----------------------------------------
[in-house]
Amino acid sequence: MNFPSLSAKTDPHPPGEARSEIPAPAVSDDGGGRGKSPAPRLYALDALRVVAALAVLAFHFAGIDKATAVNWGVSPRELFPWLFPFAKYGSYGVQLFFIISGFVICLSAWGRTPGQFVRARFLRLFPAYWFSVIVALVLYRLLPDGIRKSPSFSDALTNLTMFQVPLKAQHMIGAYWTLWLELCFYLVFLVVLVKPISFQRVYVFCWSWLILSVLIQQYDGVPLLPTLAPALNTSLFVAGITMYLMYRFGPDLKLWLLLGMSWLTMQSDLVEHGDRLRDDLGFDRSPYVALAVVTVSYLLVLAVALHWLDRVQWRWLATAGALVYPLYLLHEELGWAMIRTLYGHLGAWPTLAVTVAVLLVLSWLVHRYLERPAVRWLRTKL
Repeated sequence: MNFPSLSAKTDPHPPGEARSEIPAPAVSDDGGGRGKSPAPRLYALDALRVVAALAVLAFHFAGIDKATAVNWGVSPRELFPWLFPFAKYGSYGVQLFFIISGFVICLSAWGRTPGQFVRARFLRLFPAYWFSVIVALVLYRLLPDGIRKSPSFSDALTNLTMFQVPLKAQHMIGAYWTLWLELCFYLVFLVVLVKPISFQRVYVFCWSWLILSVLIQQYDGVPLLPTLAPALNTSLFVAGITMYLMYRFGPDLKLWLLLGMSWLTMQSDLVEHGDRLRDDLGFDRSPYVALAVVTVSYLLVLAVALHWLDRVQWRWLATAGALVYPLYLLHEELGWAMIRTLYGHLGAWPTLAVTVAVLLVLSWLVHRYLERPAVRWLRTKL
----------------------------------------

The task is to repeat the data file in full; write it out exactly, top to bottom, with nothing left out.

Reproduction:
[in-house]
Amino acid sequence: MNFPSLSAKTDPHPPGEARSEIPAPAVSDDGGGRGKSPAPRLYALDALRVVAALAVLAFHFAGIDKATAVNWGVSPRELFPWLFPFAKYGSYGVQLFFIISGFVICLSAWGRTPGQFVRARFLRLFPAYWFSVIVALVLYRLLPDGIRKSPSFSDALTNLTMFQVPLKAQHMIGAYWTLWLELCFYLVFLVVLVKPISFQRVYVFCWSWLILSVLIQQYDGVPLLPTLAPALNTSLFVAGITMYLMYRFGPDLKLWLLLGMSWLTMQSDLVEHGDRLRDDLGFDRSPYVALAVVTVSYLLVLAVALHWLDRVQWRWLATAGALVYPLYLLHEELGWAMIRTLYGHLGAWPTLAVTVAVLLVLSWLVHRYLERPAVRWLRTKL
Repeated sequence: MNFPSLSAKTDPHPPGEARSEIPAPAVSDDGGGRGKSPAPRLYALDALRVVAALAVLAFHFAGIDKATAVNWGVSPRELFPWLFPFAKYGSYGVQLFFIISGFVICLSAWGRTPGQFVRARFLRLFPAYWFSVIVALVLYRLLPDGIRKSPSFSDALTNLTMFQVPLKAQHMIGAYWTLWLELCFYLVFLVVLVKPISFQRVYVFCWSWLILSVLIQQYDGVPLLPTLAPALNTSLFVAGITMYLMYRFGPDLKLWLLLGMSWLTMQSDLVEHGDRLRDDLGFDRSPYVALAVVTVSYLLVLAVALHWLDRVQWRWLATAGALVYPLYLLHEELGWAMIRTLYGHLGAWPTLAVTVAVLLVLSWLVHRYLERPAVRWLRTKL